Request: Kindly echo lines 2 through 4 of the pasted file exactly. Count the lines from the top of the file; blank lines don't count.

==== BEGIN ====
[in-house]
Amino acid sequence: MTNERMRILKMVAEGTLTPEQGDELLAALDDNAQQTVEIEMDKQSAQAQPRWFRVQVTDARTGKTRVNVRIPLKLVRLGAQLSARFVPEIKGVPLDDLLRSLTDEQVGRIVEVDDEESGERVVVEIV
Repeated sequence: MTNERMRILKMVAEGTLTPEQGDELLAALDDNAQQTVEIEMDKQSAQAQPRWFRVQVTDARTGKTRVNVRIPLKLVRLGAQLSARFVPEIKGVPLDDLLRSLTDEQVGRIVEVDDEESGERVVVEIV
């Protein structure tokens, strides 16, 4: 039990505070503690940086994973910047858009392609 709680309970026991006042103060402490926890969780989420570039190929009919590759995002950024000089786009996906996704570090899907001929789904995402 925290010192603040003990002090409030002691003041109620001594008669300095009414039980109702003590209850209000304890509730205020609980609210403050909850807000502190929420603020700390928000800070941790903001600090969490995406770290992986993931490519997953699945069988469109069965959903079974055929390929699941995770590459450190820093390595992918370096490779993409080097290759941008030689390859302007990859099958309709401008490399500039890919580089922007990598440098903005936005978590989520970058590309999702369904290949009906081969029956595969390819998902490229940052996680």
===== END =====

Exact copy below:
Amino acid sequence: MTNERMRILKMVAEGTLTPEQGDELLAALDDNAQQTVEIEMDKQSAQAQPRWFRVQVTDARTGKTRVNVRIPLKLVRLGAQLSARFVPEIKGVPLDDLLRSLTDEQVGRIVEVDDEESGERVVVEIV
Repeated sequence: MTNERMRILKMVAEGTLTPEQGDELLAALDDNAQQTVEIEMDKQSAQAQPRWFRVQVTDARTGKTRVNVRIPLKLVRLGAQLSARFVPEIKGVPLDDLLRSLTDEQVGRIVEVDDEESGERVVVEIV
């Protein structure tokens, strides 16, 4: 039990505070503690940086994973910047858009392609 709680309970026991006042103060402490926890969780989420570039190929009919590759995002950024000089786009996906996704570090899907001929789904995402 925290010192603040003990002090409030002691003041109620001594008669300095009414039980109702003590209850209000304890509730205020609980609210403050909850807000502190929420603020700390928000800070941790903001600090969490995406770290992986993931490519997953699945069988469109069965959903079974055929390929699941995770590459450190820093390595992918370096490779993409080097290759941008030689390859302007990859099958309709401008490399500039890919580089922007990598440098903005936005978590989520970058590309999702369904290949009906081969029956595969390819998902490229940052996680």